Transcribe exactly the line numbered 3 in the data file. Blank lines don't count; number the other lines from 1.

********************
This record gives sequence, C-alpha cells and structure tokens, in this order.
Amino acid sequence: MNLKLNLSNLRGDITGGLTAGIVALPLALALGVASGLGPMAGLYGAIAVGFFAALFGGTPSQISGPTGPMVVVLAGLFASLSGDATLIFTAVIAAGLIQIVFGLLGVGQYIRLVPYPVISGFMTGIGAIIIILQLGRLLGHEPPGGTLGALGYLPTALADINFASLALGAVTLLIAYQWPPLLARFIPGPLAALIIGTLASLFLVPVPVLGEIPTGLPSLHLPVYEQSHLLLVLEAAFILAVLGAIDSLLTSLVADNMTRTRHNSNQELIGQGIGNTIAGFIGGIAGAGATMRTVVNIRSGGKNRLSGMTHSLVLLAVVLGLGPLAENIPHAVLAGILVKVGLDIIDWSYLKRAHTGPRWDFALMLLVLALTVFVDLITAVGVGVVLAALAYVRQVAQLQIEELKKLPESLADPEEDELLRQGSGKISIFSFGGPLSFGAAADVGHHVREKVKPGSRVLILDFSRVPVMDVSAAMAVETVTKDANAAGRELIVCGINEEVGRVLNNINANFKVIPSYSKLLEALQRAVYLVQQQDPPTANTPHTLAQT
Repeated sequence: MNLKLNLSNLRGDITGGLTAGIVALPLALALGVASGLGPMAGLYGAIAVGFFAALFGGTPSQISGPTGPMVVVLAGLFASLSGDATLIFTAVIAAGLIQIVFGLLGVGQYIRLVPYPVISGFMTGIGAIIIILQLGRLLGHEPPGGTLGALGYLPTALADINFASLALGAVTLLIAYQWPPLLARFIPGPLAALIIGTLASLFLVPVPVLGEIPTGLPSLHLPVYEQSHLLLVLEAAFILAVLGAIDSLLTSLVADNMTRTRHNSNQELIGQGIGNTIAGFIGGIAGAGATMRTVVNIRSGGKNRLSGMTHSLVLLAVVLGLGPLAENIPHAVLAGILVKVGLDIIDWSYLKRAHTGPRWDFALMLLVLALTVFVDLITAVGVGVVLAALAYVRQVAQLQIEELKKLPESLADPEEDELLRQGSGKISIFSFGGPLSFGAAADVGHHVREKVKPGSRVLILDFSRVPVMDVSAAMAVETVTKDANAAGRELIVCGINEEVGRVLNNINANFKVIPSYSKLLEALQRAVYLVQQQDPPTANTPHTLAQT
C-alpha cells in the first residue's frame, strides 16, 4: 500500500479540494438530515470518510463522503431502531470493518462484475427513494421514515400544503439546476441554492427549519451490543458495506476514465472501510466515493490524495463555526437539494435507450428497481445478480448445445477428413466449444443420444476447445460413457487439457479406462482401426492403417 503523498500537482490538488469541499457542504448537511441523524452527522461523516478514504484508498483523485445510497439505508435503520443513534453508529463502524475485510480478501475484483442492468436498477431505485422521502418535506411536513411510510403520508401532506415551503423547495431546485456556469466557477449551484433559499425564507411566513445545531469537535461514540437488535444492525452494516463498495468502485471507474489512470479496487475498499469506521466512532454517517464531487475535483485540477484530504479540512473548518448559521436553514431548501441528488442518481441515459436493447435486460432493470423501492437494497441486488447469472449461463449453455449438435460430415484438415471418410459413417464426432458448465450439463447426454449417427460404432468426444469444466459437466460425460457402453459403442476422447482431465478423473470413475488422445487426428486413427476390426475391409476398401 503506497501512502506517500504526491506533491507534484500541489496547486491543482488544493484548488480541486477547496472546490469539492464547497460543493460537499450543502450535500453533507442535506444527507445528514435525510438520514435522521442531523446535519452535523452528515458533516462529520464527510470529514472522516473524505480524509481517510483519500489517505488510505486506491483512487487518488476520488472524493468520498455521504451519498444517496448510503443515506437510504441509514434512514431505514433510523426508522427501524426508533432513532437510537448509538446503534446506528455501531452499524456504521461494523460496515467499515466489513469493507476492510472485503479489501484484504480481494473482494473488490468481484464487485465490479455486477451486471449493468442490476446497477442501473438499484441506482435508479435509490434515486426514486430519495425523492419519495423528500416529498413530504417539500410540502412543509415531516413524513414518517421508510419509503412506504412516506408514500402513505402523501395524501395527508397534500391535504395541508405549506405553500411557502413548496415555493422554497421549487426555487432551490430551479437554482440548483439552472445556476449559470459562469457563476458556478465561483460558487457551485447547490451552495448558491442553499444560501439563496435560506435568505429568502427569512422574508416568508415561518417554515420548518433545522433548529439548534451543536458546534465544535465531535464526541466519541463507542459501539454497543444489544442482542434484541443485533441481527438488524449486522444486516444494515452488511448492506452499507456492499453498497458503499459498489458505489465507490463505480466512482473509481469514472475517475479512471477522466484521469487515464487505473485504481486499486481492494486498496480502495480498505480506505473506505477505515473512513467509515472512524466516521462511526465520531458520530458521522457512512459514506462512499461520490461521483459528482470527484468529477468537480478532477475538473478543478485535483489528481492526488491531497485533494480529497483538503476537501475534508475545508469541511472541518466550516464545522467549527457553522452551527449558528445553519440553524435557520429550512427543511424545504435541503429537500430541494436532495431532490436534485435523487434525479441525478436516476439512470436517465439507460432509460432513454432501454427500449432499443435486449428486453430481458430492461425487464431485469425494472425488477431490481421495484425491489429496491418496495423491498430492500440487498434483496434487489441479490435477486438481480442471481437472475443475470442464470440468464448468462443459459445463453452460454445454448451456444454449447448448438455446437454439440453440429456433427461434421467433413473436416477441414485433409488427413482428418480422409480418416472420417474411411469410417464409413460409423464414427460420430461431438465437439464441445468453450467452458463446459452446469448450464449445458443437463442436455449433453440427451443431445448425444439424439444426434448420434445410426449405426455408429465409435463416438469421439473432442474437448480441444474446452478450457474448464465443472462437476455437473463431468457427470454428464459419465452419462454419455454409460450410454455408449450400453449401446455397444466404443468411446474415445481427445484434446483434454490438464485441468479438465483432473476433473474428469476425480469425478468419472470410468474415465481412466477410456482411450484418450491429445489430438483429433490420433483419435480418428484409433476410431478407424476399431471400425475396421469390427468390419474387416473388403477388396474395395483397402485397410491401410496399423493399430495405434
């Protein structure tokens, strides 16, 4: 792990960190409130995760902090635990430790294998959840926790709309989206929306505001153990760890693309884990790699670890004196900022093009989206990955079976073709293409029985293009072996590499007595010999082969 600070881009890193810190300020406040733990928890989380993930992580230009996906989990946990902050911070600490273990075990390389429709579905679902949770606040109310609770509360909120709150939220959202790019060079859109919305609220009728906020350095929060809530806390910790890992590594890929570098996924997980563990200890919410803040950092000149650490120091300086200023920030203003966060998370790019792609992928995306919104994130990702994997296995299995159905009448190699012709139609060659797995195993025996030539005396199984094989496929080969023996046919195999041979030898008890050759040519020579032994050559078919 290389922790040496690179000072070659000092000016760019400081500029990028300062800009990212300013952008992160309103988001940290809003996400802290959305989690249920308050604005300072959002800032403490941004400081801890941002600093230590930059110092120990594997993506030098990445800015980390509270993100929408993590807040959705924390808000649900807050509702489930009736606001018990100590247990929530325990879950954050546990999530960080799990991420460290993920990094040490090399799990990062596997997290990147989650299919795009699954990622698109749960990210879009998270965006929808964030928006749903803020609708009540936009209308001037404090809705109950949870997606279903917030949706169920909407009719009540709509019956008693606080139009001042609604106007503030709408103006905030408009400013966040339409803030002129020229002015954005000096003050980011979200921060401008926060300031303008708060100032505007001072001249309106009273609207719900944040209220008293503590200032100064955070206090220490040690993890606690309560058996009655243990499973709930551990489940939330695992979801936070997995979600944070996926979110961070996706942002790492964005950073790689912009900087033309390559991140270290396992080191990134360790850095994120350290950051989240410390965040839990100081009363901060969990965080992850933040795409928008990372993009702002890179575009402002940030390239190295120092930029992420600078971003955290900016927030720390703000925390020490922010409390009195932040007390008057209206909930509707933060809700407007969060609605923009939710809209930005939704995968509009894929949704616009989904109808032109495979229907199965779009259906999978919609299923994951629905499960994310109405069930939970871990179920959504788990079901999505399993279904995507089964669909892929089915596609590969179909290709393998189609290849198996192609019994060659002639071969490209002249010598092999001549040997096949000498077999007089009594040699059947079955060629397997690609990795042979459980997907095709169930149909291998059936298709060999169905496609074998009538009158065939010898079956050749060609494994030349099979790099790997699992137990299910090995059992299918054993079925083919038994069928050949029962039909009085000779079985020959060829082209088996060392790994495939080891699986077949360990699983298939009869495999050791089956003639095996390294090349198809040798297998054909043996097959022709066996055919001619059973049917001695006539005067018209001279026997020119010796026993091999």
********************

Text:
Repeated sequence: MNLKLNLSNLRGDITGGLTAGIVALPLALALGVASGLGPMAGLYGAIAVGFFAALFGGTPSQISGPTGPMVVVLAGLFASLSGDATLIFTAVIAAGLIQIVFGLLGVGQYIRLVPYPVISGFMTGIGAIIIILQLGRLLGHEPPGGTLGALGYLPTALADINFASLALGAVTLLIAYQWPPLLARFIPGPLAALIIGTLASLFLVPVPVLGEIPTGLPSLHLPVYEQSHLLLVLEAAFILAVLGAIDSLLTSLVADNMTRTRHNSNQELIGQGIGNTIAGFIGGIAGAGATMRTVVNIRSGGKNRLSGMTHSLVLLAVVLGLGPLAENIPHAVLAGILVKVGLDIIDWSYLKRAHTGPRWDFALMLLVLALTVFVDLITAVGVGVVLAALAYVRQVAQLQIEELKKLPESLADPEEDELLRQGSGKISIFSFGGPLSFGAAADVGHHVREKVKPGSRVLILDFSRVPVMDVSAAMAVETVTKDANAAGRELIVCGINEEVGRVLNNINANFKVIPSYSKLLEALQRAVYLVQQQDPPTANTPHTLAQT